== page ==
How to Make New Staff Members Feel Part of the Workplace

For new employees, those early days in your organisation can be more of a test of survival than a time of growth and development. Often, new staff members are thrown into the workplace and expected to succeed with little support. It's no wonder that many of them become disillusioned. How newcomers progress depends on many variables, but research shows that the help they receive in the early days from management and colleagues makes all the difference.

1. Begin the familiarisation process immediately
Instigate procedures that will enable new staff members to become familiar with important features of the organisation and its administration. For example, newcomers should:

  • undertake a guided tour of the company, particularly those areas with which they will have most contact, such as the administration area, storeroom and staff facilities.
  • meet formally and socially with staff colleagues, especially those with whom they will be working closely.
  • read relevant documents, such as the staff handbook, policy guidelines, safety instructions, annual reports, and the like.
  • be briefed on procedures, including office or factory routine, record-keeping, assessment, channels of communication, committee structures, and staff development.
These activities best take place before the newcomer officially takes up duty in the organisation.

2. Create a supportive atmosphere 
What is needed are managers and experienced staff members who are committed to being available to help newcomers as needed. Those who unite to meet the needs of beginners develop in that process structures of collegiality and collaboration that will also serve the organisation in other ways. Foster a warm climate of support.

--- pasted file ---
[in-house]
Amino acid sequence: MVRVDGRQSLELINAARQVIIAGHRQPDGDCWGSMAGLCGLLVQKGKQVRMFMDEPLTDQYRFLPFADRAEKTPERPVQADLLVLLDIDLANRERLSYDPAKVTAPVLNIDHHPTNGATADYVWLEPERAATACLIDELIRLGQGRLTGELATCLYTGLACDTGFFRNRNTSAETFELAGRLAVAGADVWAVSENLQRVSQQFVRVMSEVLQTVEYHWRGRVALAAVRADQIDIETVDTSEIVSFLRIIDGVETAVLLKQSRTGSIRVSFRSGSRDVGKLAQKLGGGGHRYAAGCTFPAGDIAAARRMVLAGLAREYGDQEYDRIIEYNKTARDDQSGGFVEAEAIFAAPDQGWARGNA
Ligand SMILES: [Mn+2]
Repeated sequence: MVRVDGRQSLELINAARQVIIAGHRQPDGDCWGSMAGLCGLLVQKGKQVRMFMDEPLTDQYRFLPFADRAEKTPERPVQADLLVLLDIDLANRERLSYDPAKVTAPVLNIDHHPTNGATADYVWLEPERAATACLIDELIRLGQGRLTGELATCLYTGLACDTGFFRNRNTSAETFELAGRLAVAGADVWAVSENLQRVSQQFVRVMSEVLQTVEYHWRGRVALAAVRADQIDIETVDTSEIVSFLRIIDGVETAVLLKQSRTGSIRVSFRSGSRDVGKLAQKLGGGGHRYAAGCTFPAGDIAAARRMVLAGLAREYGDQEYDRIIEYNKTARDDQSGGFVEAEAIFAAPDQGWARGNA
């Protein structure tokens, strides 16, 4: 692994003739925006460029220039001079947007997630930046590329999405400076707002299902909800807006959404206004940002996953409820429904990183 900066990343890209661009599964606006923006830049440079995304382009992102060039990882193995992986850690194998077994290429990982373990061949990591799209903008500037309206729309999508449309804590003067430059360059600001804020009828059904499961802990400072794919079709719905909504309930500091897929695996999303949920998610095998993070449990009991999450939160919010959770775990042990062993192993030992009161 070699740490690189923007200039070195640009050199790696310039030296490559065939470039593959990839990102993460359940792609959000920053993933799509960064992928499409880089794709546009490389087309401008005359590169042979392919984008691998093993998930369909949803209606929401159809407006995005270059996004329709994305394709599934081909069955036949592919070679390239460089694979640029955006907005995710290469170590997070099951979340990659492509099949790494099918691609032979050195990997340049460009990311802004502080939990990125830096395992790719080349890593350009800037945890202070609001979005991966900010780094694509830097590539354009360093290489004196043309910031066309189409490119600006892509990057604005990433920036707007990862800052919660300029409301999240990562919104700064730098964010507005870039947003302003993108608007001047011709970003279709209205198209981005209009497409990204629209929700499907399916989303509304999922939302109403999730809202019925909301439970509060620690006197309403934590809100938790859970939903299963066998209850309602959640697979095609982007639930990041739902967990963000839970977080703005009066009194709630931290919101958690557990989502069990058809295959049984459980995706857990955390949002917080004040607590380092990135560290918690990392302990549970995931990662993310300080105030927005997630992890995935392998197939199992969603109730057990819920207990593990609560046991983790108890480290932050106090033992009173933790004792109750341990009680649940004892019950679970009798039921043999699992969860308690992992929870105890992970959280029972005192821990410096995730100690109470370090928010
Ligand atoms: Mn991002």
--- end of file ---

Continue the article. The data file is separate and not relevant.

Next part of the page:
3. Explain the job
Outline the exact work to be done and how the work fits into the overall activities of the workplace. Do not make it sound too difficult at first and don't overburden the new arrival with too much information and too many rules. At the start, provide tasks that are readily accomplished to ease the recent arrival into the new job.

4. Appoint a mentor
An experienced employee who is asked to serve as mentor or buddy for the new arrival provides the newcomer with friendship and open access to a colleague's expertise. Consider the support a mentor can provide:

  • Teaching the newcomer about the job through coaching, conversations, and demonstrations.
  • Guiding the newcomer through the unwritten rules of the organisation and in recognising group norms.
  • Advising about the quality of expected work and the nuances of company policies and procedures.
  • Counselling the newcomer if stressed, lonely, or in conflict with others.
  • Sponsoring or giving stature to the newcomer in negotiations with others.
  • Role modelling by providing an image of the effective professional or worker to which the newcomer can aspire.
  • Validating over time the newcomer's goals and aspirations.
  • Protecting the new arrival by being a buffer to the hazards of the company.
  • Motivating by providing feedback and encouragement.
  • Communicating openly with the newcomer so that all the other behaviours can be effective.

5. Schedule visits to other areas of the workplace
Once the employee has established reference points as to what it is like to be a worker in your organisation, structured visits to other departments can then be scheduled to enable the newcomer to observe how experienced employees handle specific issues and tasks.

6. Visit the newcomer's workplace regularly
Practical advice from experienced colleagues during the early days is best based on the newcomer's own experience. Therefore, arrange for regular visits with the aim of helping and working alongside, rather than judging or inspecting, the new employee. Give genuine feedback.